Having just returned from the SICB 2014 meetings, the appearance of many people’s Powerpoint figures is fresh on my mind. The sheer number of tiny figure labels (tick marks, axis titles, legend text etc) is disappointing. If we want to point fingers, MATLAB users are clearly the worst offenders because of the microscopic default label sizes in that program, but there are plenty of illegible R and matplotlib figures out there as well. Excel is obviously its own special class of terrible, but we will speak of it no more. The default settings in most of these programs … Continue Reading

More tide prediction with R

Edit: There is now a full-fledged R package, rtide, to accomplish the same basic task of generating time series of tide predictions that is outlined here. See this more recent post for information.

In the previous post I outlined how to query the XTide software with R and parse the results into a handy-dandy data frame. The biggest hurdle with that method is getting XTide up and running on your computer. The code outlined here works entirely within R, so you don’t need XTide installed on your computer. The trade-off is that it provides substantially … Continue Reading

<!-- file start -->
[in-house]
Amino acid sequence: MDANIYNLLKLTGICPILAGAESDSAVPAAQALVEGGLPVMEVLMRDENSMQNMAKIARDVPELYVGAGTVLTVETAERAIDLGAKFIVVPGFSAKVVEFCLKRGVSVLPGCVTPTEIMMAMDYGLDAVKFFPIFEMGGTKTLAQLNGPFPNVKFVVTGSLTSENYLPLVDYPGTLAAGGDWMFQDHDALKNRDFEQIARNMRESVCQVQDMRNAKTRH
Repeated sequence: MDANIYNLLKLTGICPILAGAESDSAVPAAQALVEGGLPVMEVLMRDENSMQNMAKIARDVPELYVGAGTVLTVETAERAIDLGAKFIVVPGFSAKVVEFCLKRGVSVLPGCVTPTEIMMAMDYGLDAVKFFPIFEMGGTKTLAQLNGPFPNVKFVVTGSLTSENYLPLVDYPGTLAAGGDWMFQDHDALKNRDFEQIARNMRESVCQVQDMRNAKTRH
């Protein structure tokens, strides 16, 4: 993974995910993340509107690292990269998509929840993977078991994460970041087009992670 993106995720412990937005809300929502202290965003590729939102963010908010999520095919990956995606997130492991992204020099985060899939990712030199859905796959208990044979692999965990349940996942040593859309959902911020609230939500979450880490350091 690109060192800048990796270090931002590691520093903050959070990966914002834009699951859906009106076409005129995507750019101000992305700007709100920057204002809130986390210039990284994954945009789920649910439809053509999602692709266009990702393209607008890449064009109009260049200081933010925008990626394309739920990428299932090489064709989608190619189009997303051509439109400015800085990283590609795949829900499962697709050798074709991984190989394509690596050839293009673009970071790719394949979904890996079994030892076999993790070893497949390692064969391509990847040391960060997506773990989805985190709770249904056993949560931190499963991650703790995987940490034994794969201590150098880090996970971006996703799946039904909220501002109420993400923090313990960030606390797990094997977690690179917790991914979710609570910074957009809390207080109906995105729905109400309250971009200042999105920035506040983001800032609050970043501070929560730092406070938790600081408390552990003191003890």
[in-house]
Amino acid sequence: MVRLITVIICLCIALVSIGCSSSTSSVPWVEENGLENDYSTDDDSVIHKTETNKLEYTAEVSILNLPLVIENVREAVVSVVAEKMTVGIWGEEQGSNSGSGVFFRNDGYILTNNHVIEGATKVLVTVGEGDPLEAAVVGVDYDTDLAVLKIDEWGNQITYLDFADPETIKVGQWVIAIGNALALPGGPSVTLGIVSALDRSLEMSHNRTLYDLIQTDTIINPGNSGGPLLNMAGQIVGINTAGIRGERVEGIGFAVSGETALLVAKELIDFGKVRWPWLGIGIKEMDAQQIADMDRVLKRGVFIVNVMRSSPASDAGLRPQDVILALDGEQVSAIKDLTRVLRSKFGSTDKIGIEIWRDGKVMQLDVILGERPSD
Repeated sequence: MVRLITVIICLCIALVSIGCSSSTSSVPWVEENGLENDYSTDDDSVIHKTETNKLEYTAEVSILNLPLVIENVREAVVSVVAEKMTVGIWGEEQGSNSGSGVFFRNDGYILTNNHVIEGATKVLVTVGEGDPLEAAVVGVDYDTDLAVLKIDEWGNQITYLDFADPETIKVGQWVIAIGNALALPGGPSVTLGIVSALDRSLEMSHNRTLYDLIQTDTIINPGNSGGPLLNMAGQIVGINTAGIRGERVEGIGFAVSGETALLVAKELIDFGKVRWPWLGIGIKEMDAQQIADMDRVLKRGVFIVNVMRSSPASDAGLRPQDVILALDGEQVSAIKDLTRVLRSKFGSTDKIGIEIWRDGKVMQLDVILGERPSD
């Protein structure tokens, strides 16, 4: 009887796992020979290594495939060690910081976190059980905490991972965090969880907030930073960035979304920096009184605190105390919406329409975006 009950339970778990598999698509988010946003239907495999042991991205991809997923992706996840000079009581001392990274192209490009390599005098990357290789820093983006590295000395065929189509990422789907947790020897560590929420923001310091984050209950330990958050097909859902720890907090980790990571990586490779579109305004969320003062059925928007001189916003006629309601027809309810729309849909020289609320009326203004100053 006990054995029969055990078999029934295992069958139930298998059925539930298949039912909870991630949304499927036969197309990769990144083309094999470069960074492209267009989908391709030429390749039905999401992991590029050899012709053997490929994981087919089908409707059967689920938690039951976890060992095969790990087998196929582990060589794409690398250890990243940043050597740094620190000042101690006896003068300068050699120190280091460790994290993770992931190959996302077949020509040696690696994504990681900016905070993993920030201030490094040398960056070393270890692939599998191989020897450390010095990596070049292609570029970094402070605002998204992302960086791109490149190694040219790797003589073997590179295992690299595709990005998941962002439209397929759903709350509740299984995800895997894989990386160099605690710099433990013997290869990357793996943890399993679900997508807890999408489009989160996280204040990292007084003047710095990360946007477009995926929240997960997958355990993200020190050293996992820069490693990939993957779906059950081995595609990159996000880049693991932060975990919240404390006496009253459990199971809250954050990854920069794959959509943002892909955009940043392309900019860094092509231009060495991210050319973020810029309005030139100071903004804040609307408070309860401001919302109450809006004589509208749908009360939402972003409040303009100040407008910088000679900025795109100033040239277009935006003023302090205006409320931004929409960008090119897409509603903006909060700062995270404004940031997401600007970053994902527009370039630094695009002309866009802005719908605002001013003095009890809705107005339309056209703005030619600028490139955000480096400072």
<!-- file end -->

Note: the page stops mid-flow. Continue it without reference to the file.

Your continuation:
Interfacing XTide and R

Edit: There is now a full-fledged R package, rtide, to accomplish the same basic task of generating time series of tide predictions that is outlined here. See this more recent post for information.

XTide is an open-source program that predicts tide heights and current speeds for hundreds of tide and current stations around the United States. It can be used to produce tide predictions in the past and future for a site at your chosen interval (down to the minute), as well as producing sunrise and sunset times, moon phases, and times when the tide level … Continue Reading

Book Review: The R Book, Second Edition (2013)

The first edition of The R Book by Michael J. Crawley was an ambitious work, but managed to be slightly rubbish due to the atrocious typographical layout of the original book. The good news is that the new 2nd edition, released in 2013, has a substantially improved layout that makes the book far more useful as a general reference. This is important, since the book is meant as an accessible reference for non-statisticians to many of the powerful data manipulation and statistical techniques available in R, particularly for biologists and researchers in similar fields. With this new edition you’re no … Continue Reading